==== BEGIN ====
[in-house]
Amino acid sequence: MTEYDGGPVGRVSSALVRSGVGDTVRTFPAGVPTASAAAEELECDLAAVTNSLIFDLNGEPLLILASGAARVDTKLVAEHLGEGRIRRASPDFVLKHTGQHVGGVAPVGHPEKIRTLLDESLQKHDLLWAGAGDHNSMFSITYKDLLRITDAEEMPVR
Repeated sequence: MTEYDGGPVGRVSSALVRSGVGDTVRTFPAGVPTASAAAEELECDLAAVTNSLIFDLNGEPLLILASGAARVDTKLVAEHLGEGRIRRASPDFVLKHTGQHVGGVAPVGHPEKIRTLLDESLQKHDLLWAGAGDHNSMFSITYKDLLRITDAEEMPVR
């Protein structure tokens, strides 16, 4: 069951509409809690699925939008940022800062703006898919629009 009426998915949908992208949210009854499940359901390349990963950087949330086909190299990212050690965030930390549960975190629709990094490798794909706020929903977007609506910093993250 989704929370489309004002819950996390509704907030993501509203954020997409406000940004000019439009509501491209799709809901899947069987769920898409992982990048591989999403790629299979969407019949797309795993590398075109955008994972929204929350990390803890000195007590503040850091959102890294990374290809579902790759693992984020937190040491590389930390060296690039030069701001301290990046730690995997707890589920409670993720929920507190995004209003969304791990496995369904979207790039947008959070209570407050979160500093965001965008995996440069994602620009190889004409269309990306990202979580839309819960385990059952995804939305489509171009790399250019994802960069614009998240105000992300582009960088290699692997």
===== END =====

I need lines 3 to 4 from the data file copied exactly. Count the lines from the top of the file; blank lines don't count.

Repeated sequence: MTEYDGGPVGRVSSALVRSGVGDTVRTFPAGVPTASAAAEELECDLAAVTNSLIFDLNGEPLLILASGAARVDTKLVAEHLGEGRIRRASPDFVLKHTGQHVGGVAPVGHPEKIRTLLDESLQKHDLLWAGAGDHNSMFSITYKDLLRITDAEEMPVR
């Protein structure tokens, strides 16, 4: 069951509409809690699925939008940022800062703006898919629009 009426998915949908992208949210009854499940359901390349990963950087949330086909190299990212050690965030930390549960975190629709990094490798794909706020929903977007609506910093993250 989704929370489309004002819950996390509704907030993501509203954020997409406000940004000019439009509501491209799709809901899947069987769920898409992982990048591989999403790629299979969407019949797309795993590398075109955008994972929204929350990390803890000195007590503040850091959102890294990374290809579902790759693992984020937190040491590389930390060296690039030069701001301290990046730690995997707890589920409670993720929920507190995004209003969304791990496995369904979207790039947008959070209570407050979160500093965001965008995996440069994602620009190889004409269309990306990202979580839309819960385990059952995804939305489509171009790399250019994802960069614009998240105000992300582009960088290699692997």